Apparently, coffee is the latest trend in Japan right now.
I am a huge coffee addict myself. When traveling abroad, I can easily live without soy sauce; however, living without coffee is not the life for me.
At our shop, we sell specialty coffee from Laos. You may ask, “Where the hell is Laos? Africa? South America?” Wrong… Laos is in Southern East Asia, next to countries like Vietnam, Thai, Cambodia, China, and Myanmar.
The Lao coffee mentioned before is manufactured and sold by Japanese student group “DRIPRO” (Fair Trade Drip Project) in hopes of connecting Lao coffee farms to Japanese consumers.
Speaking of which, what’s fair trade?
Fair trade is a system that supports and improves the lives of various producers in developing countries by trading with them at a fair price on a consecutive basis.
Students in DRIPRO are directly involved with each process required for coffee production. They will communicate directly with coffee farmers in Laos, import Lao coffee beans from the Lao Coffee Manufacturer’s Association, roast the beans in a well-known coffee roasting factory in Shizuoka, and sell the finished products themselves.
The coffee beans are Arabica Typica species (also known as “Mountain coffee”), and they are known for their mild taste and satisfying smell. Because the balance of its bitterness and sourness is perfect, the coffee is extremely pleasant and can be deliciously consumed by anyone, even if you’re not a huge coffee fan.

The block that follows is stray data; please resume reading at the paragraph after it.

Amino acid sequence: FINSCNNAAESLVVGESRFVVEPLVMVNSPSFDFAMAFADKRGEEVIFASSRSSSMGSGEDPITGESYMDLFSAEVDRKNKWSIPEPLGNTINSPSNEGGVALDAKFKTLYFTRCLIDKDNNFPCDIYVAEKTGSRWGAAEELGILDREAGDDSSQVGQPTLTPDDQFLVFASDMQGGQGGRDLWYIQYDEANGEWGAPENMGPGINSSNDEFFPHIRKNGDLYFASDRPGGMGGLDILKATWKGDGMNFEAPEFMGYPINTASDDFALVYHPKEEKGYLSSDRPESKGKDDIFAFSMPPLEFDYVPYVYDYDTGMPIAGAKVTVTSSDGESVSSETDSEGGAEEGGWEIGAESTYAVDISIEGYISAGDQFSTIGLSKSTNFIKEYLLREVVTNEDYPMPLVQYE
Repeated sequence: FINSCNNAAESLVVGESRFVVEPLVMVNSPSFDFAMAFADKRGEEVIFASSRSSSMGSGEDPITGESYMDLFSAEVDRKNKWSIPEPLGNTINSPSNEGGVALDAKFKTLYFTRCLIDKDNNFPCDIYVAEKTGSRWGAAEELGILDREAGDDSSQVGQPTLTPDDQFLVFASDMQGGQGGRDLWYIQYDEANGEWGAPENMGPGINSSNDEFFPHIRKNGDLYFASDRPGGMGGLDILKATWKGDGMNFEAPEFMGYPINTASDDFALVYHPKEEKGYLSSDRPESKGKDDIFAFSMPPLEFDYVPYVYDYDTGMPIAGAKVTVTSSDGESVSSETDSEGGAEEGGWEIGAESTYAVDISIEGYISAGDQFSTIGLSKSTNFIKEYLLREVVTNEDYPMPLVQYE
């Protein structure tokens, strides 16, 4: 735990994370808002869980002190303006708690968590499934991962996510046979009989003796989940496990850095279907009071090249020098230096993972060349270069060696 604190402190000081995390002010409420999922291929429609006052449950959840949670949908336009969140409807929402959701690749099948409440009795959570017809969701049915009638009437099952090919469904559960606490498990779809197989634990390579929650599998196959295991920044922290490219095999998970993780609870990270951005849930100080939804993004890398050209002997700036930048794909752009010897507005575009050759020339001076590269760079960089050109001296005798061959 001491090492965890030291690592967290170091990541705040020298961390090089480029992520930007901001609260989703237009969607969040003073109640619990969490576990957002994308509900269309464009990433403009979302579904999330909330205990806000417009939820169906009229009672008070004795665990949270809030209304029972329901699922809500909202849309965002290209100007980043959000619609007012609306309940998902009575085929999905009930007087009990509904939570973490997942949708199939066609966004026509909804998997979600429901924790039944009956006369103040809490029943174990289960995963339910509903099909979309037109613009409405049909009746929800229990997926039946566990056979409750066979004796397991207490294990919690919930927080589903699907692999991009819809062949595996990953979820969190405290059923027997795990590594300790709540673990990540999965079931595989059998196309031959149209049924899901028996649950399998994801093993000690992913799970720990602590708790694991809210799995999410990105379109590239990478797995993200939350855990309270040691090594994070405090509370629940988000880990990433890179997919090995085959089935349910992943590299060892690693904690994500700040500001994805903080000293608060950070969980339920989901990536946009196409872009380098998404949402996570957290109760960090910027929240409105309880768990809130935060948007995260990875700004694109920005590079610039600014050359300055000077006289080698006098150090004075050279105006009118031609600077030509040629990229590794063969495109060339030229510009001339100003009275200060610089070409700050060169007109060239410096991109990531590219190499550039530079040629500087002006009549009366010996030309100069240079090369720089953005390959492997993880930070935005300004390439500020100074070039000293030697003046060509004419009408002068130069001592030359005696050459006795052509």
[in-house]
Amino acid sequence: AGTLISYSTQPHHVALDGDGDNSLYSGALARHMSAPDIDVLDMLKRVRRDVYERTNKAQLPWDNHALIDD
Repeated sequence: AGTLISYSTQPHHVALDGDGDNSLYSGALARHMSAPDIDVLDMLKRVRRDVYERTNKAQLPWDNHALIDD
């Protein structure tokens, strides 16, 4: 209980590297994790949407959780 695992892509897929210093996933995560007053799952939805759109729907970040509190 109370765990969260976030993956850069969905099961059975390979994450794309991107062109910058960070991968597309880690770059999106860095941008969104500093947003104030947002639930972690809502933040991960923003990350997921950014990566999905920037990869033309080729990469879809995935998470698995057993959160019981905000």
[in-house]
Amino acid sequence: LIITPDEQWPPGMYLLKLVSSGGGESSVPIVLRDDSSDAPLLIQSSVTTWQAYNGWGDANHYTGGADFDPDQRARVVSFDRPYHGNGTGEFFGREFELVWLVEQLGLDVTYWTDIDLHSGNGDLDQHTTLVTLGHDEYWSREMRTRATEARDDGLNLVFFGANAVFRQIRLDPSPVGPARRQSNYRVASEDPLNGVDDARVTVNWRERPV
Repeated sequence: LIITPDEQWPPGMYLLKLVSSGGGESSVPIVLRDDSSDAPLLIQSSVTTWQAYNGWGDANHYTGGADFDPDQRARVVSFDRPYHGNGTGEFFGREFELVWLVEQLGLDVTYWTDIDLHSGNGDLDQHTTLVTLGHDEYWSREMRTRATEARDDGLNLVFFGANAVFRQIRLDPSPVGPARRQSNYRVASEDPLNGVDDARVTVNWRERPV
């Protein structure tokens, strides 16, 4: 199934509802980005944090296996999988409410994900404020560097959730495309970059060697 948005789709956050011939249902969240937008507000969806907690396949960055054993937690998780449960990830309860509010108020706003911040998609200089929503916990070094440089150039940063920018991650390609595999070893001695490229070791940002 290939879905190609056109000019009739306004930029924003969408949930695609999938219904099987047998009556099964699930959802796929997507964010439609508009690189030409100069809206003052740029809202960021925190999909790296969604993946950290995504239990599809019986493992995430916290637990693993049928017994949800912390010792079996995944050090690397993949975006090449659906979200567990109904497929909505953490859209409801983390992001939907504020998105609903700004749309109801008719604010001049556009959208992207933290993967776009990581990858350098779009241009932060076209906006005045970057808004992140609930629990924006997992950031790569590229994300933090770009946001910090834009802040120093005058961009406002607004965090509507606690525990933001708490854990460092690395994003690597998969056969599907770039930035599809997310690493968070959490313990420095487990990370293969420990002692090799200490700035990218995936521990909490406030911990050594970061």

I had heard that the coffee was good cold-brewed as well, so I decided to make one myself. I put 30g of dark roast Typica coffee in 500ml of water, and left it in the fridge for about 8 hours. And that was it; I made some delightful cold-brewed coffee! Although it was quite refreshing, it still had that solid bitterness to it, making it perfect for the bothersome rainy season.
I would strongly recommend this coffee to not only coffee lovers, but to all the adventurous shoppers out there who want to try something besides grocery store coffee.